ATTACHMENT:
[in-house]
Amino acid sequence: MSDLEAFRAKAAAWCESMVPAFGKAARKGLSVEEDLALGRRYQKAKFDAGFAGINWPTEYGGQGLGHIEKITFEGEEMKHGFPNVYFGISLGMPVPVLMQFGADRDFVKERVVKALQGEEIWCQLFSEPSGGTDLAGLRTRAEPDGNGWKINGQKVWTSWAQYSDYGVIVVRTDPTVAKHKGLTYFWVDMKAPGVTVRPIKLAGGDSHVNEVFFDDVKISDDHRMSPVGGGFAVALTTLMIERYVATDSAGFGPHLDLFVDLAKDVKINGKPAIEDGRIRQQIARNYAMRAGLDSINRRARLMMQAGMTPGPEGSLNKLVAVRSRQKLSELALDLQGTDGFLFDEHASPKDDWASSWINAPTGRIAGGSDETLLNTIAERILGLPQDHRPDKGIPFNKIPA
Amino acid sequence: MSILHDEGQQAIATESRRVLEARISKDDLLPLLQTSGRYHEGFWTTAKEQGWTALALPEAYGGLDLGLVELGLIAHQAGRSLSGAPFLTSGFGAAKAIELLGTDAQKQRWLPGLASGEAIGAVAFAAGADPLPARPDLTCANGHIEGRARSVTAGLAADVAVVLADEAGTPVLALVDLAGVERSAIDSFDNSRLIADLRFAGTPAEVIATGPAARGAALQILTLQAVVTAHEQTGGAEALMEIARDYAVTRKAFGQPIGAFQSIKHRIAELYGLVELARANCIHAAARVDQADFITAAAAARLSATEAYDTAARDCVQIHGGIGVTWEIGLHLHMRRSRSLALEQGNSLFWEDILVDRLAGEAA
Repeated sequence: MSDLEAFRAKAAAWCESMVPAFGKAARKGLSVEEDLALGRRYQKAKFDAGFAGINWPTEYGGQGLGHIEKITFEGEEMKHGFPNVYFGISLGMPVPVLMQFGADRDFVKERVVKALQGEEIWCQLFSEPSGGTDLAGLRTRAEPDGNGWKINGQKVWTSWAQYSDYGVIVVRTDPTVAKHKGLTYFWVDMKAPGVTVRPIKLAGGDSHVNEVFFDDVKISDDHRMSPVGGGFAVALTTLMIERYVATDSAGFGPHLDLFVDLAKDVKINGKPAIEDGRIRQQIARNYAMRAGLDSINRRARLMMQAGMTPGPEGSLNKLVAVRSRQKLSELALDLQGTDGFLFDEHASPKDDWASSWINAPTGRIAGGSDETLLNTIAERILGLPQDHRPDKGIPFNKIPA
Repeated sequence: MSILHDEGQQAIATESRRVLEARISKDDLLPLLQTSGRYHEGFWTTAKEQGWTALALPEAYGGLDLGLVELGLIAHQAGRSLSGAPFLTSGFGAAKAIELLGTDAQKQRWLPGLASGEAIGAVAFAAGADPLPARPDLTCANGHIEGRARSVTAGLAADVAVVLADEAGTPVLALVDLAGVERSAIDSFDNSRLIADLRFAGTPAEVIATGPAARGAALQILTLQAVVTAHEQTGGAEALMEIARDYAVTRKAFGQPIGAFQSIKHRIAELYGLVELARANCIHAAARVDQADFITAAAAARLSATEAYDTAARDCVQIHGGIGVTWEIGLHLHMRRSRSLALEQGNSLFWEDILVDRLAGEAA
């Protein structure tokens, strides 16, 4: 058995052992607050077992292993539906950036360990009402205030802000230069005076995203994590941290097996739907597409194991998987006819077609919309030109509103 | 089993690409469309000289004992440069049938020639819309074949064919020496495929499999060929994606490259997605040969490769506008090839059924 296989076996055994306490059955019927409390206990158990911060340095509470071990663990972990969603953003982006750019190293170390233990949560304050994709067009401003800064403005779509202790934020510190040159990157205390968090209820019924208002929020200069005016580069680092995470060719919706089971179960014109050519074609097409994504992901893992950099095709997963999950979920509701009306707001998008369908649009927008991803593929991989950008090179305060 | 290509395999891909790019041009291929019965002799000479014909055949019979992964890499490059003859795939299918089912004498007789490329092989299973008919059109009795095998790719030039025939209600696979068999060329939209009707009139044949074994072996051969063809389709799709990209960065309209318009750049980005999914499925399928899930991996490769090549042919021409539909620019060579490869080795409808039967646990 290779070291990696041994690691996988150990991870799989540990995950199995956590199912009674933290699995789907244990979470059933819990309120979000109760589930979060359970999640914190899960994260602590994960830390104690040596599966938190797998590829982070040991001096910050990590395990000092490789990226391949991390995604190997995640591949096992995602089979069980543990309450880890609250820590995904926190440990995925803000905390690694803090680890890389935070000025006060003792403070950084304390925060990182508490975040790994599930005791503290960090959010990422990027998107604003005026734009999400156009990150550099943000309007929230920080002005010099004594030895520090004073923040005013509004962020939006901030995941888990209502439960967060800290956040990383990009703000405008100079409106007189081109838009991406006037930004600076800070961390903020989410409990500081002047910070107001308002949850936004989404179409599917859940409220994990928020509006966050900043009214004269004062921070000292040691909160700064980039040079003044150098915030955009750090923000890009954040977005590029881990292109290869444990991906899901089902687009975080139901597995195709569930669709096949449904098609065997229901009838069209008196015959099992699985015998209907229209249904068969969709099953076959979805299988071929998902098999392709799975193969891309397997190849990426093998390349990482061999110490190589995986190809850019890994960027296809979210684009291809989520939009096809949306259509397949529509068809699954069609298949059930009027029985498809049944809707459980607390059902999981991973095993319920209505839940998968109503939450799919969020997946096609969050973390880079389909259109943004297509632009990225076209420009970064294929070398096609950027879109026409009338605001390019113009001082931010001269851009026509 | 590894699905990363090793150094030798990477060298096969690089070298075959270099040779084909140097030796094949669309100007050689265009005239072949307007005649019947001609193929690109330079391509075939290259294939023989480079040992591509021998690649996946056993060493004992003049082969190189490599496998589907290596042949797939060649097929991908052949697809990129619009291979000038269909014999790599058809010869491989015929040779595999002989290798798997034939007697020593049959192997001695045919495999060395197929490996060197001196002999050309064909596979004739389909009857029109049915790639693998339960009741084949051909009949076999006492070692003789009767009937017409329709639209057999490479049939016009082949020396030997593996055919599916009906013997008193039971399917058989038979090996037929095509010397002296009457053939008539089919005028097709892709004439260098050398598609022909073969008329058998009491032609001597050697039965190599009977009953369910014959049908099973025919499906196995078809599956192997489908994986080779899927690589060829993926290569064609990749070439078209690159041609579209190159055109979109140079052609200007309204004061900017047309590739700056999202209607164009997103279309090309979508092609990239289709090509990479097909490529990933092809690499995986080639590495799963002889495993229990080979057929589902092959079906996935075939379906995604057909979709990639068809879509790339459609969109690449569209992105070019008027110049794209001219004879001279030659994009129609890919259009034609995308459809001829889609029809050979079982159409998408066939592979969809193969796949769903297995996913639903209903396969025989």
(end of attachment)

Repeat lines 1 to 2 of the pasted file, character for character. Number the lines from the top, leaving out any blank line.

[in-house]
Amino acid sequence: MSDLEAFRAKAAAWCESMVPAFGKAARKGLSVEEDLALGRRYQKAKFDAGFAGINWPTEYGGQGLGHIEKITFEGEEMKHGFPNVYFGISLGMPVPVLMQFGADRDFVKERVVKALQGEEIWCQLFSEPSGGTDLAGLRTRAEPDGNGWKINGQKVWTSWAQYSDYGVIVVRTDPTVAKHKGLTYFWVDMKAPGVTVRPIKLAGGDSHVNEVFFDDVKISDDHRMSPVGGGFAVALTTLMIERYVATDSAGFGPHLDLFVDLAKDVKINGKPAIEDGRIRQQIARNYAMRAGLDSINRRARLMMQAGMTPGPEGSLNKLVAVRSRQKLSELALDLQGTDGFLFDEHASPKDDWASSWINAPTGRIAGGSDETLLNTIAERILGLPQDHRPDKGIPFNKIPA